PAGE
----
Tennis is undoubtedly one of the most fun sports to watch and play as it has garnered big popularity worldwide. Superb athletes from all over the world have competed on professional tours (ATP for men and WTA for women), and guess what? Arabs have traditionally been part of these rankings. For example, Tunisia’s Ons Jabeur just recently broke into the WTA’s top-five ranking back in June. Additionally, this time, let’s find more Middle Eastern tennis players who broke into the top-100 rankings and brought honor to their nations!
Ismail El Shafei, Egypt
Esmail El Shafei, an Egyptian who went pro in 1968, was one of just four players in Wimbledon history to defeat tennis great Bjorn Borg. In 1974, he defeated the legendary Swede to go to the championship’s quarterfinals. In 1975, the Egyptian left-hander reached a peak of No. 34 in the world. In 1964, he also won the Wimbledon junior championship! El Shafei retired in 1983 after a remarkable career that would live on in the minds of tennis fans forever. He is currently 74 years old, and even after ending his career, he has pushed Arab nations to organize more tournaments in an effort to develop and produce more accomplished tennis players in the region.
Malek Jaziri, Tunisia
At the age of 28, Jaziri (38 years now) made his first appearance in the top 100 back in 2012. He entered the top 50 for the first time in Oct. 2019 and is currently a consistent performer in the top 100. The highest ranking in his career is 47. In 2015 and 2017, Jaziri made it to the third round of the Australian Open twice and advanced to the second round of all three other Grand Slams. Additionally, Jaziri has been a member of Tunisia’s Davis Cup squad since 2000 and represented Tunisia at the 2012 Summer Olympics in London.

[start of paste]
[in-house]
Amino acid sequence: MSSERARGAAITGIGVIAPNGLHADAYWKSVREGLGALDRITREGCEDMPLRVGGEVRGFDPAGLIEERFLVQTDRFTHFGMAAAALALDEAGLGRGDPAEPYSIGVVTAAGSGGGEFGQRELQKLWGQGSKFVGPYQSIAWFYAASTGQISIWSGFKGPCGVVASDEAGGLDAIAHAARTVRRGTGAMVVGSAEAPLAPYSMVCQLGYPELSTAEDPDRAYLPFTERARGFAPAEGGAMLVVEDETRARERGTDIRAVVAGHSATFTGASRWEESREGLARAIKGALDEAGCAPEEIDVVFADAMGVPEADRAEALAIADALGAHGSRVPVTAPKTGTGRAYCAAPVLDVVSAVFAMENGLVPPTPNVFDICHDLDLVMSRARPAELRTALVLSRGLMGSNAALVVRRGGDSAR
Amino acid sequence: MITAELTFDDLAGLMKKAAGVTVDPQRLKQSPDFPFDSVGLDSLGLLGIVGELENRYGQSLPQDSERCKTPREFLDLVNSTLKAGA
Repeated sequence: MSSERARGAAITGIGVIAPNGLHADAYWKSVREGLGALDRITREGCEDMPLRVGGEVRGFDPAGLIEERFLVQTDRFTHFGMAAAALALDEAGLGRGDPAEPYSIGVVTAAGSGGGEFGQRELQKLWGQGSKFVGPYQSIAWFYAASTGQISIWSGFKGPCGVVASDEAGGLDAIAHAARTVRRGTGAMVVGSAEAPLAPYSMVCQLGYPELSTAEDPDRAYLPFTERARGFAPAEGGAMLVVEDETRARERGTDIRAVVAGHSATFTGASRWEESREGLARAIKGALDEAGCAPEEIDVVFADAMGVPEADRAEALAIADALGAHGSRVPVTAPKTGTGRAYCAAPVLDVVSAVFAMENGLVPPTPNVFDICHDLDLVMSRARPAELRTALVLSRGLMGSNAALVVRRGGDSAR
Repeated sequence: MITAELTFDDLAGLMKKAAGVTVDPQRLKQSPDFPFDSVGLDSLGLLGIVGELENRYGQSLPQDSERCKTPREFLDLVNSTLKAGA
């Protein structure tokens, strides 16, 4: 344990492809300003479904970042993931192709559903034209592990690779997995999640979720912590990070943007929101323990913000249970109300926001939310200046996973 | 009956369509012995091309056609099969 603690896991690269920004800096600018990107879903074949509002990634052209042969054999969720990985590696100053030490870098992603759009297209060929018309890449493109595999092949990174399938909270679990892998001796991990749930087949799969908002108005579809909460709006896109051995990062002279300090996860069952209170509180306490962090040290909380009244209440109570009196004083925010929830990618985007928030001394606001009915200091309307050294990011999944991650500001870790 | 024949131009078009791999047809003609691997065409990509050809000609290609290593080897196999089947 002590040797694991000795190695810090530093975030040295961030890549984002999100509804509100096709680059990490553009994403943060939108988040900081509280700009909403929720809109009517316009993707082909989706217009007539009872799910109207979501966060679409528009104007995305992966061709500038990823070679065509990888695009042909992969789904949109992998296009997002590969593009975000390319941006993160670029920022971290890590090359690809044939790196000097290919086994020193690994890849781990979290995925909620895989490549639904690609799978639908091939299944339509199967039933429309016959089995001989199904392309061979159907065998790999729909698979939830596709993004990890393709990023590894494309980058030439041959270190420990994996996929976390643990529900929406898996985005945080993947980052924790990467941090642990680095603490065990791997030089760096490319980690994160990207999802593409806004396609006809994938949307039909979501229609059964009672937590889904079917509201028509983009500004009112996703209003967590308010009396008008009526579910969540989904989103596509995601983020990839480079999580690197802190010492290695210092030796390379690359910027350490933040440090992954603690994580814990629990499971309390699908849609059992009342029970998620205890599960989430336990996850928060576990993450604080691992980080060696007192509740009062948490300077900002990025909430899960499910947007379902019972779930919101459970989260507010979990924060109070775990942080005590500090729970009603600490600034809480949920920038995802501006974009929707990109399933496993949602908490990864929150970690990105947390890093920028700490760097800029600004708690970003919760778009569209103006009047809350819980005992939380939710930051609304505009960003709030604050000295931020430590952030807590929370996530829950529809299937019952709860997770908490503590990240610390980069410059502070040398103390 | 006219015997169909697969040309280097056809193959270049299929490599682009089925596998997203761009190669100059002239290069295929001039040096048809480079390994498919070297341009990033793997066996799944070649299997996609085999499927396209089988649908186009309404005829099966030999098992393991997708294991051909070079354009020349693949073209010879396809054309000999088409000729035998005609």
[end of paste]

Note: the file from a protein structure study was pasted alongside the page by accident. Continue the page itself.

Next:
Hicham Arazi, Morocco
Due to his exceptional talent, Arazi received various nicknames on the court, the most well-known of which is “The Moroccan Magician.” In 1997, he won his only ATP championship in Casablanca and in November 2001, he attained a career-high rating of 22 and advanced to the Monte Carlo (Masters Series) final. Arazi defeated a number of World No. 1 players and Grand Slam champions, from Roger Federer to Andre Agassi, despite only having won one singles title in his career. The left-handed Moroccan retired from tennis in 2007 after reaching four Grand Slam quarterfinals (two in Melbourne and two in Paris).
Selima Sfar, Tunisia
Prior to Ons Jabeur breaking her record, Sfar was the first Arab woman tennis player to ever enter the top 100, reaching a career-high of 75 on July 16, 2001. Sfar was a pioneer in Tunisia who, by going pro in 1999, paved the path for coming generations. She participated in two Summer Olympics, won 11 singles competitions, and 20 doubles tournaments, and retired in 2011. She still serves as a source of inspiration for many Middle Eastern women who play tennis as she became the first to enter the top 100!
Younes El Aynaoui, Morocco
El Aynaoui, regarded as one of the greatest Arab players of all time, achieved a career-high world ranking of No. 14 in 2003. As a result, he unquestionably became the greatest Arab tennis player in history, and Moroccan king Mohammad VI presented him with a gold medal in appreciation of his athletic accomplishments. The longest match of Al Aynaoui’s career, which lasted 83 games, took place against America’s Andy Roddick in 2003 at the Australian Open. The match lasted a remarkable five hours and featured the longest fifth set in Grand Slam history at the time. Given the fact that he was 31, whereas Roddick was 20, Al Aynaoui’s stamina was something else!
Now you know it all! Arab athletes have always been included in the professional rankings, and right now more than ever, we are dominating thanks to players like Ons Jabeur who are striving to become the best in the world.